Harris Wiseman, The Myth of the Moral Brain: The Limits of Moral Enhancement (Cambridge, MA and London: The MIT Press, 2016), 340 pp.

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1 227 Harris Wiseman, The Myth of the Moral Brain: The Limits of Moral Enhancement (Cambridge, MA and London: The MIT Press, 2016), 340 pp. The aspiration for understanding the nature of morality and promoting philosophical ideals of improving moral character has been one of the defining characteristics of human history. With the beginning of the so-called golden age of neuroscience, this aspiration has radically transformed into a technological quest of finding biomedical means for moral enhancement. In his recent book, Harris Wiseman questions and challenges the scientific as well as the philosophical underpinnings of this quest and argues that the biomedical means alone are not sufficient for understanding and tackling the complexity of moral functioning. His main aim is to motivate an interdisciplinary and multidimensional approach that does not neglect the potential influence of psychological, sociological, and environmental factors on moral functioning. For this purpose, he approaches the debate on moral enhancement from the perspectives of four different disciplines, each of which are clearly dealt with in four distinct parts of the book, namely philosophy, biology, theology and clinical psychology (Part I-IV respectively). Finally, he attempts to find a balance between the ideas from each of these disciplines and arrives at a novel bio-psycho-socio model for approaching the moral enhancement discourse. It is no surprise to anyone familiar with the enhancement debate that the term enhancement itself is fraught with incredible diversity of meanings. Acknowledging this fact, Wiseman first lays out the foundation of the conceptual landscape he would engage with by drawing important distinctions such as that between voluntary versus compulsory and positive versus remedial moral enhancements. Adding to the list of these well-known distinctions, Wiseman introduces two unique and significant ones, namely, hard versus soft and realistic versus fantastical moral enhancements. The hard versus soft distinction differentiates between the idea of undergoing moral enhancement with the specific aim of becoming a more moral person and the idea of merely enhancing certain capacities which are related to moral functioning. In contrast, the realistic versus fantastical distinction is aimed at distinguishing abstract and unrealistic ideas from the reasonable and practically possible ideas of moral enhancements (Chapter 1). As we will soon see, these distinctions take the centre stage in the entire discussion in his book. The first part of the book (Chapter 2 & 3) presents strong criticism of the philosophical rationale for moral enhancement, as proposed by influential figures in the field, namely, Persson & Savulescu, James Hughes and Tom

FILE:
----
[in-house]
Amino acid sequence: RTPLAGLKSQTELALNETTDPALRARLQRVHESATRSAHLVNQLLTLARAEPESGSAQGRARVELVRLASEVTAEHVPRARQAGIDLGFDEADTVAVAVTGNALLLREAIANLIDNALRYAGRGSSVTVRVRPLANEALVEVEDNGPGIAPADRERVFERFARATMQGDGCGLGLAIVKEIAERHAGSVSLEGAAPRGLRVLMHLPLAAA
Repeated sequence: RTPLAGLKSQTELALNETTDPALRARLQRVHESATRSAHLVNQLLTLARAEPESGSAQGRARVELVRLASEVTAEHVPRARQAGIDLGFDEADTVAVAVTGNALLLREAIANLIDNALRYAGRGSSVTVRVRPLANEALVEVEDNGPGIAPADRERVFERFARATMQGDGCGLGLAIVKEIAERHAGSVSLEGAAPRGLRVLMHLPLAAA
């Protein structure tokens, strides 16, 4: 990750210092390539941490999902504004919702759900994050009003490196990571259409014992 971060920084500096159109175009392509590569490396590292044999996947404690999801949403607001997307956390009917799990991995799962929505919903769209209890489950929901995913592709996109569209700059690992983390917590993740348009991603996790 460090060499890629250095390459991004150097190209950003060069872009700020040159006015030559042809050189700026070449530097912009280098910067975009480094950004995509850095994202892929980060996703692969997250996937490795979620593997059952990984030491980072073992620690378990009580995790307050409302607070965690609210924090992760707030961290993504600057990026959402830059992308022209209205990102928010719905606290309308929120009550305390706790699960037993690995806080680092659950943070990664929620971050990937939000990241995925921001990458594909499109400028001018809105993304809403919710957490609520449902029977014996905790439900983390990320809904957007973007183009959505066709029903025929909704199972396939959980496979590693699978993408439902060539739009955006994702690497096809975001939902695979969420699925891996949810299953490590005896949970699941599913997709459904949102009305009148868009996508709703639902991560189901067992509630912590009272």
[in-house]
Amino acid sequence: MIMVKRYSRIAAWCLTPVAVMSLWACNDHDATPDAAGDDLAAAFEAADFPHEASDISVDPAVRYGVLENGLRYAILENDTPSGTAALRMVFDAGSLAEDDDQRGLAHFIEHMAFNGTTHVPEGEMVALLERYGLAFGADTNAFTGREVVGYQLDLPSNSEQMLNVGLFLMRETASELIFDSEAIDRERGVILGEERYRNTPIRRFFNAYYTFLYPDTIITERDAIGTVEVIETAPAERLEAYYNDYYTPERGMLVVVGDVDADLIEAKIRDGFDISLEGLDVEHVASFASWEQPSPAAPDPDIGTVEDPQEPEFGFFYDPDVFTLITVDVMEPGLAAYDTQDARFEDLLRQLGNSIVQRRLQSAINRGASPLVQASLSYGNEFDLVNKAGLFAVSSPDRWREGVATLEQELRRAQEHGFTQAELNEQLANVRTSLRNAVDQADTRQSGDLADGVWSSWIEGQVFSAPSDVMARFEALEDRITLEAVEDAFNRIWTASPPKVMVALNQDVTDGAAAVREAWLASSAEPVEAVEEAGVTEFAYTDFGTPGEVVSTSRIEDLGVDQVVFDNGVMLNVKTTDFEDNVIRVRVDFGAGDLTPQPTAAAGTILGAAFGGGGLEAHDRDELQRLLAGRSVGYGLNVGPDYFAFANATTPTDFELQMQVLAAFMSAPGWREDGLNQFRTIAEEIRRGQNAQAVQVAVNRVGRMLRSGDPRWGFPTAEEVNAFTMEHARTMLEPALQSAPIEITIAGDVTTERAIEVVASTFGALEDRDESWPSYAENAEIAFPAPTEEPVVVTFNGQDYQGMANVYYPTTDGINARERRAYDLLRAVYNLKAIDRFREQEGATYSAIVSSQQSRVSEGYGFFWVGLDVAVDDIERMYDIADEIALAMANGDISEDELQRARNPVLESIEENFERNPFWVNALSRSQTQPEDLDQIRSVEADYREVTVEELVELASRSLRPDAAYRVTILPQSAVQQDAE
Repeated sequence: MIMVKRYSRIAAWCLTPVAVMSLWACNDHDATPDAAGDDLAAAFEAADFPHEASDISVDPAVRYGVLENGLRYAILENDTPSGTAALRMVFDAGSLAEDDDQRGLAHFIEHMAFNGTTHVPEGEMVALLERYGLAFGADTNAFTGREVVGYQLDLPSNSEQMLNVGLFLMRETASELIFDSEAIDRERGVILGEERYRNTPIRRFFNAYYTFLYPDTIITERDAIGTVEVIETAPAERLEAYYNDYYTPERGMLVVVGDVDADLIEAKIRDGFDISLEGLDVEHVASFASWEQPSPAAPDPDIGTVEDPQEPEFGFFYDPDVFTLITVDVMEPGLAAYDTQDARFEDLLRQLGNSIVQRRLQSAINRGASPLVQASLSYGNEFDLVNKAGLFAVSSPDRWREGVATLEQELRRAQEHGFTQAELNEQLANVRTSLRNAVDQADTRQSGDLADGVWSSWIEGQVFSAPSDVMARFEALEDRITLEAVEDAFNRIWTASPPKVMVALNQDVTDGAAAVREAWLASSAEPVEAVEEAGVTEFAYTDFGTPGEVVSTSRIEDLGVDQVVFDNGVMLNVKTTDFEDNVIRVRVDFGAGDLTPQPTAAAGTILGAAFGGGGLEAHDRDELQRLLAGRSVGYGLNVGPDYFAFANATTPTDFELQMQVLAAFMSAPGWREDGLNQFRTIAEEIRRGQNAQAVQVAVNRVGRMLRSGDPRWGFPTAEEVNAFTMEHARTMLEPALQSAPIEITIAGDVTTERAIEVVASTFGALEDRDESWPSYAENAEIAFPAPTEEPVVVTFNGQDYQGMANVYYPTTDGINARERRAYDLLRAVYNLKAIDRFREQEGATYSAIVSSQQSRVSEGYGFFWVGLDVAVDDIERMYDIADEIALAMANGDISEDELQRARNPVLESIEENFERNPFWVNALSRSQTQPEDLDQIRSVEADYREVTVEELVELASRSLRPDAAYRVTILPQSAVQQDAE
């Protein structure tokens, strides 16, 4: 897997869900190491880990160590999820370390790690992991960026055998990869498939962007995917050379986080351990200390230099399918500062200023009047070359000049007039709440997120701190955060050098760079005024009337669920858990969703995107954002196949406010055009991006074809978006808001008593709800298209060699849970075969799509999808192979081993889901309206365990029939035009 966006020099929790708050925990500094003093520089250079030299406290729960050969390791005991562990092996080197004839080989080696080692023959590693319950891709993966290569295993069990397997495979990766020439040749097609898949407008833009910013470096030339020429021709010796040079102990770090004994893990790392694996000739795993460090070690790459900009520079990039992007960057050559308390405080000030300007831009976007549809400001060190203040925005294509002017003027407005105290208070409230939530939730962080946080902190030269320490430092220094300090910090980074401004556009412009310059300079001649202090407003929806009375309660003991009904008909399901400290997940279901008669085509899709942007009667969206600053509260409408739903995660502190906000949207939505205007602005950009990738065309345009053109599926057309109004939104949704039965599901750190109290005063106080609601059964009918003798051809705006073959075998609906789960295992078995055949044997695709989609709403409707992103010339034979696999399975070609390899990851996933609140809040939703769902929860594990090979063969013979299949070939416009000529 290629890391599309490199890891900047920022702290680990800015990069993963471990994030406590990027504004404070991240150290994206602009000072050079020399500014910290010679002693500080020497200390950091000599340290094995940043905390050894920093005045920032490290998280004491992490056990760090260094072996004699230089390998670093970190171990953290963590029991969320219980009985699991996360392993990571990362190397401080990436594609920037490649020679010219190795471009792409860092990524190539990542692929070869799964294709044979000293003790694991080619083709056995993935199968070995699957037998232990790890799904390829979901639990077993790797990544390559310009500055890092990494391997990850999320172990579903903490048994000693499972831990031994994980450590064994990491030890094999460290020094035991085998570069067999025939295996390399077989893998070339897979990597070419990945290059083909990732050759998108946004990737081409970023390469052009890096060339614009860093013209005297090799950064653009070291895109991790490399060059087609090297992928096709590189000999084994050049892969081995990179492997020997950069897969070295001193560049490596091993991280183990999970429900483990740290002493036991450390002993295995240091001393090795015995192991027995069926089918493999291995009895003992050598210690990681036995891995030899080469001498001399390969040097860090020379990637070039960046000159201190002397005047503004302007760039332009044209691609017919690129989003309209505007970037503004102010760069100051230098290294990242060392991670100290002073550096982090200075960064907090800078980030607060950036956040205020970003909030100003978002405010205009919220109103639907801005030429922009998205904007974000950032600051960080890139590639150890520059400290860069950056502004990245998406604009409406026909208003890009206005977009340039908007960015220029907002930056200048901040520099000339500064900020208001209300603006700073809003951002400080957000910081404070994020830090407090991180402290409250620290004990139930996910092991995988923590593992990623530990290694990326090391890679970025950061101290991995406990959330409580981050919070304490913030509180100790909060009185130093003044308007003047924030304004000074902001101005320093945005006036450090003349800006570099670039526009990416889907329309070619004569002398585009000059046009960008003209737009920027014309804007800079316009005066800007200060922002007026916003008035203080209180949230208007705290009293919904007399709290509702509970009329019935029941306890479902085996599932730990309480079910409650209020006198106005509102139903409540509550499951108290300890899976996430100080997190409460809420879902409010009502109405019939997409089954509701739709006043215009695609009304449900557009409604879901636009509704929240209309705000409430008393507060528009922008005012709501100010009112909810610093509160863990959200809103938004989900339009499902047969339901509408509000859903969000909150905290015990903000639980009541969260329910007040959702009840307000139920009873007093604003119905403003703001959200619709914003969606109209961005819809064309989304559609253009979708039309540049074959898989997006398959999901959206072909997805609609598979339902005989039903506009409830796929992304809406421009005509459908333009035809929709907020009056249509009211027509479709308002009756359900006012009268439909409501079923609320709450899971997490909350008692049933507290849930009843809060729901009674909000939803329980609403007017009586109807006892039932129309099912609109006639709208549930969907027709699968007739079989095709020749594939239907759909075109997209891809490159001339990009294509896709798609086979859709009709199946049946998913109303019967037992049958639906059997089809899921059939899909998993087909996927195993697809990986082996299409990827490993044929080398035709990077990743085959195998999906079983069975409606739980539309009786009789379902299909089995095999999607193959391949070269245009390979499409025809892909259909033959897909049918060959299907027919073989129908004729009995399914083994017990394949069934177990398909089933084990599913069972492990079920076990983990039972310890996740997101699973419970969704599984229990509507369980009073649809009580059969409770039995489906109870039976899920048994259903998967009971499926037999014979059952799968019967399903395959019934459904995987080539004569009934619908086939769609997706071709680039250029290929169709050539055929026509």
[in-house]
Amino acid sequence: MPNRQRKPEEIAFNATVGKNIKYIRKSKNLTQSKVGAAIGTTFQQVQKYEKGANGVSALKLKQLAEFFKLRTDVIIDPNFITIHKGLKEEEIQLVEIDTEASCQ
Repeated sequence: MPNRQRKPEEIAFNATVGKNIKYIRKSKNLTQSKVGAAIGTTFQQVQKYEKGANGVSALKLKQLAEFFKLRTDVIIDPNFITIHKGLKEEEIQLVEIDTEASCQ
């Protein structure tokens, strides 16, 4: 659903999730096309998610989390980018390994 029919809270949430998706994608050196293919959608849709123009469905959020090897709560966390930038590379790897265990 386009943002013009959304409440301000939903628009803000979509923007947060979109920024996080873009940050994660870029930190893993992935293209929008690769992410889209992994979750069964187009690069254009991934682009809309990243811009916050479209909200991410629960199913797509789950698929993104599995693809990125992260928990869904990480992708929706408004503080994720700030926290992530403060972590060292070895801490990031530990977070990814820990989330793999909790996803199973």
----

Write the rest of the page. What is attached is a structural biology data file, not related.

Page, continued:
2 228 Prolegomena 15 (2) 2016 Douglas. To give an example, Wiseman disagrees with Persson & Savulescu s claim about the urgent imperative to improve man s moral character to save humanity from the ultimate harm of possible technological evils. As per him, such claims seem to be ill founded, mainly due to two reasons. One, Wiseman disapproves of the reductive characterization of man s fate lies in his own biology (p. 38) because such reductionism isolates the discourse on compulsory moral enhancement from the social and political background in which such discourse is advanced. Two, according to him, these philosophers seem to have overestimated the practical reality of what can be achieved from enhancement technologies at present regardless of whether the biomedical interventions are compulsory or voluntary. Therefore, discussion of any such possibility of enhancement, as per Wiseman, is misguided because the problems themselves are just so tangled and multicausal that simply offering a biomedical solution trivializes the problems to the point of absurdity (p. 42). Although Wiseman s criticism is directed towards those who share views similar to that of Persson & Savulescu, he by and large makes an overarching conclusion about the philosophical discourse on enhancement in its entirety, saying that the philosophical machinations have gotten lost, becoming divorced from the reality they purport to be describing (p. 264). Now one needs to be careful here while making such broad conclusions as it is a matter of fact that there is no shared opinion within the philosophy community on the matters of meaning and prospects of moral enhancement. A recent informative review by Specker et. al 1 on the diversity of ethical reasons presented in the literature for and against moral bioenhancement is a good illustration of how widely the philosophical community stands divided on the matter. In fact, the review provides a description of how many researchers actually share Wiseman s pessimism on the feasibility and practicality of the reductive approach, in light of the highly complex nature of human morality. As much of the philosophical discussion is built upon the results of biomedical studies on the moral brain, Wiseman then moves on to critically assess the empirical work on means of intervention and brain chemistry which are popularly associated with moral behavior and judgement in humans (Chapter 3, 4 & 5). Wiseman reaches the conclusion, and rightly so, that the popular means of technological interventions, namely pharmacological, neurostimulation and genetic approaches are simply not fit for purpose (p. 136), especially for hard and compulsory forms of enhancement. Problems arise with respect to the development of these technologies because one, there is lack of financial incentive to invest in such research due to 1 Specker, J., Focquaert, F., Raus, K., Sterckx, S., and Schermer, M The ethical desirability of moral bioenhancement: a review of reasons, BMC Medical Ethics 15(1). dx.doi.org/ /